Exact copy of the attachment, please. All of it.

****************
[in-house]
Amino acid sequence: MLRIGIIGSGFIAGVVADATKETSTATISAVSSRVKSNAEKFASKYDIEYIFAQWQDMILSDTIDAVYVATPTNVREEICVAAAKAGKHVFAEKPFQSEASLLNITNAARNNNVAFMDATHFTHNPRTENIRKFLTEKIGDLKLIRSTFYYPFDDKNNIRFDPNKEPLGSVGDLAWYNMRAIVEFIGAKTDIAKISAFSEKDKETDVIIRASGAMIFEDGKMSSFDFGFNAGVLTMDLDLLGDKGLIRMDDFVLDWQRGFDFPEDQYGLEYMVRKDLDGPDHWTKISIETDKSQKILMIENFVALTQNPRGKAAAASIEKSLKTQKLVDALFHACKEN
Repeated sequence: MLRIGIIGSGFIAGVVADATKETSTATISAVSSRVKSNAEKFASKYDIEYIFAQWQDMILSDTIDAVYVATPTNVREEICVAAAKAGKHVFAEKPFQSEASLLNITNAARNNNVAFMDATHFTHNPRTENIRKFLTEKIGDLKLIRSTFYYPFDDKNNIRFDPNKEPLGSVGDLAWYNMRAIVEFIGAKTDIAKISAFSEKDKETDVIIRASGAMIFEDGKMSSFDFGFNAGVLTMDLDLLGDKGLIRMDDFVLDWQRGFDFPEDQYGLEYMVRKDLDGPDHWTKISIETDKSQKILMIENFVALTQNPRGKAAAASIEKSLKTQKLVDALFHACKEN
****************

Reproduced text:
[in-house]
Amino acid sequence: MLRIGIIGSGFIAGVVADATKETSTATISAVSSRVKSNAEKFASKYDIEYIFAQWQDMILSDTIDAVYVATPTNVREEICVAAAKAGKHVFAEKPFQSEASLLNITNAARNNNVAFMDATHFTHNPRTENIRKFLTEKIGDLKLIRSTFYYPFDDKNNIRFDPNKEPLGSVGDLAWYNMRAIVEFIGAKTDIAKISAFSEKDKETDVIIRASGAMIFEDGKMSSFDFGFNAGVLTMDLDLLGDKGLIRMDDFVLDWQRGFDFPEDQYGLEYMVRKDLDGPDHWTKISIETDKSQKILMIENFVALTQNPRGKAAAASIEKSLKTQKLVDALFHACKEN
Repeated sequence: MLRIGIIGSGFIAGVVADATKETSTATISAVSSRVKSNAEKFASKYDIEYIFAQWQDMILSDTIDAVYVATPTNVREEICVAAAKAGKHVFAEKPFQSEASLLNITNAARNNNVAFMDATHFTHNPRTENIRKFLTEKIGDLKLIRSTFYYPFDDKNNIRFDPNKEPLGSVGDLAWYNMRAIVEFIGAKTDIAKISAFSEKDKETDVIIRASGAMIFEDGKMSSFDFGFNAGVLTMDLDLLGDKGLIRMDDFVLDWQRGFDFPEDQYGLEYMVRKDLDGPDHWTKISIETDKSQKILMIENFVALTQNPRGKAAAASIEKSLKTQKLVDALFHACKEN